Transporting cakes and demystifying the competition!

Entering competitions is always a nerve wrecking process but having to travel with your cake especially from abroad makes it even more tricky. There are a few things you need to consider if you have to transport your cake from abroad. First of all you have to consider what category to enter. For example if you are travelling by plane you may choose one of the categories that have smaller entries like small decorative exhibit or floral category. It is possible to transport larger pieces but you need to be prepared to repair damage once they arrive. 

You need to think about what way you are going to pack your cake. When packing my cake I always purchase a heavy duty stacked cake box. I will check the base size of my cake and order the corresponding size box. Once the box and board are the same size there is little chance that your cake can move once packed snugly inside. I always line my box with a double layer of bubble wrap, this is just an extra safety mechanism so that if my cake were to take a knock the damage would be minimal. I then tie string around the box to make it easy to carry. When you are on your own and have a suitcase and a cake it's quite difficult to move around. 

The next thing to consider is your mode of transport. Are you arriving by plane, boat, train etc?

Do you need to change trains or flights? How much luggage will you have with you? What baggage allowance do you have? How will you manage to carry everything by yourself? These are all things that need to be considered. If travelling by plane you can choose to check your bag into the hold and bring your cake by hand carrying it. I have done this quite successfully on a few occasions. If you choose this method you will need to think about the security check at the airport, your cake will have to go through the scanning machine. It is important that your cake fits the size of baggage that is allowed in the overhead locker, although in my experience the cabin crew usually allow you to put it on an empty seat. However, this is at their discretion, so you need to be prepared if they say it needs to go overhead. I always carry a photo of my cake on my phone so that I can easily show airport staff what is in the box, if you say a cake they may well think it's a Victoria sponge with cream and jam! If you choose to check your cake into the hold I would advise to bring any delicate pieces with you by hand and attach them once you arrive. No matter how many fragile labels are on there it will get damaged.

If you are travelling by boat and your cake will be in your car for a long period of time you need to think about the humidity level in your car, especially if you do have decorations such as flowers etc. There is a danger that these could be damaged by humidity. If this is the case you can pack silica gel packs with your cake to combat the humidity or a moisture trap in the car will also help. If you are arriving the night before the competition take your cake into the hotel with you, check for any damage.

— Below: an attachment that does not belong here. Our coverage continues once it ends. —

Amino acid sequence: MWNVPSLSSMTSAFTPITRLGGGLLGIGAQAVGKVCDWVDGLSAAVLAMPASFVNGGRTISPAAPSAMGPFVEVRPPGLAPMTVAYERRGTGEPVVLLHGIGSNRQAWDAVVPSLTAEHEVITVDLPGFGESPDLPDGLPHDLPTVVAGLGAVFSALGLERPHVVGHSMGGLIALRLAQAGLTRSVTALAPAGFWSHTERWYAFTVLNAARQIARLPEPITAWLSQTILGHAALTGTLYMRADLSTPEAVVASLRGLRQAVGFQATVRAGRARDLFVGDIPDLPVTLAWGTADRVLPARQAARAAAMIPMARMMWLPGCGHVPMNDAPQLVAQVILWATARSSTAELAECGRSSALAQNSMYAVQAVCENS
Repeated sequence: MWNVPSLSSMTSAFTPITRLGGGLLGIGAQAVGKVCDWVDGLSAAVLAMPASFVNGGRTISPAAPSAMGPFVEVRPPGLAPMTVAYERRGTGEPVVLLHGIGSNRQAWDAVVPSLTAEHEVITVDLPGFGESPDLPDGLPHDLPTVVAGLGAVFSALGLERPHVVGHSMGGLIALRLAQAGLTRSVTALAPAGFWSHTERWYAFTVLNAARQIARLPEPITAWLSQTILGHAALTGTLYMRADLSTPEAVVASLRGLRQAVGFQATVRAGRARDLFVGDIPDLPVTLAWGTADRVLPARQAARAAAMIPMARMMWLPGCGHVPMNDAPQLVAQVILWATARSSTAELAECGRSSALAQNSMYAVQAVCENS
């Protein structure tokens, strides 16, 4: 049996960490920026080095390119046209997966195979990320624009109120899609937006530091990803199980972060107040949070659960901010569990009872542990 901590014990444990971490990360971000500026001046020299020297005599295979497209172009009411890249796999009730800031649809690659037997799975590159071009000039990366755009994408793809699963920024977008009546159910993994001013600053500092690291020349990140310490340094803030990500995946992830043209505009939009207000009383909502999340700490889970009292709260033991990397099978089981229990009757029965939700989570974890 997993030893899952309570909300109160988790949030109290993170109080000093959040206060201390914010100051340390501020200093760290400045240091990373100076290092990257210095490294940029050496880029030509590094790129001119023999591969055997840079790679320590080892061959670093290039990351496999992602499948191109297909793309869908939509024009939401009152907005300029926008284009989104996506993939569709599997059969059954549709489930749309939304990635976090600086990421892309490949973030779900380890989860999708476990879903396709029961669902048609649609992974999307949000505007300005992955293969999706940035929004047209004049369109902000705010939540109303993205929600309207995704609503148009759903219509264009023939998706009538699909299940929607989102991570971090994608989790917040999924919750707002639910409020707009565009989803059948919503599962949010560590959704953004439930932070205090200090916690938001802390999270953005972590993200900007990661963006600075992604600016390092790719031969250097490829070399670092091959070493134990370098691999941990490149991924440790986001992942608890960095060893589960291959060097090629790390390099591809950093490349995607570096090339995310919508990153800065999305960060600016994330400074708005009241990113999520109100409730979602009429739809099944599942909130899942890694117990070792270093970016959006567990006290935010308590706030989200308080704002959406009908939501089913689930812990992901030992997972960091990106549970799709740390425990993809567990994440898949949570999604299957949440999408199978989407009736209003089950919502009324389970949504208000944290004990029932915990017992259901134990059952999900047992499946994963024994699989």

One of the most important things to pack with you is a repair kit. As I start making my competition piece I will have a box beside me where I will pack the leftover pieces of sugarpaste so that if I need to do a repair I have the right colour. If you are making flowers, or any decorative additions to your piece make extra, I always make 30% extra of any decoration and pack it in the box. For example, when I entered Cake International in Manchester in 2014 with Puss in Boots I had to set up at the table. When I went to pick him up to move him to the designated spot in the competition area, I broke all the whiskers off one side of his face in one foul swoop. Luckily, I had packed lots of spares so it wasn't a big deal to replace them. But, so often I see people on the morning running around stressed out looking for edible glue, a knife, ribbon, really basic stuff. You can avoid this extra stress if you pack a repair kit. Here is an idea of what I bring in mine.


Repair kit



Edible glue

Royal icing

Spare sugarpaste


Dresden tool



Rolling pin


Baby wipes

Colours (dusts or airbrush)

Airbrush (if you used one)

Spare decorative pieces

Cocktail sticks

On the morning of the competition you will arrive at the venue, follow the directions on the email you received after you enter the competition online. Once you enter the hall, you need to register, pick up your competitor badge and an envelope with two stickers inside which will correspond with a number on a table in the competition area. This is your designated competition display spot. You can then proceed to the set up area where you can unbox your cake. Always be mindful of other competitors and leave plenty of space each side of you. Once you've added any finishing touches you can place one sticker underneath your entry and one on the front. You can then move your competition piece to the corresponding number on the table in the competition display area. Once you have done that you're free! Pick up your box, tools and enjoy a well deserved breakfast. 

Entering competitions isn't for the faint hearted, it's stressful and nerve wrecking, but it's also exciting, exhilarating and worth it all. It's the best way to push yourself forward as a crafts person/artist. You get to make beautiful creations just for YOU. That hardly ever happens so enjoy every second. Remember to get feedback from the judges. Whether it is good or bad, it is all useful information to have and will only help you with future entries. Cake International is a very special competition and it's even more special when you enter, you're then really part of it. 


Good luck everyone!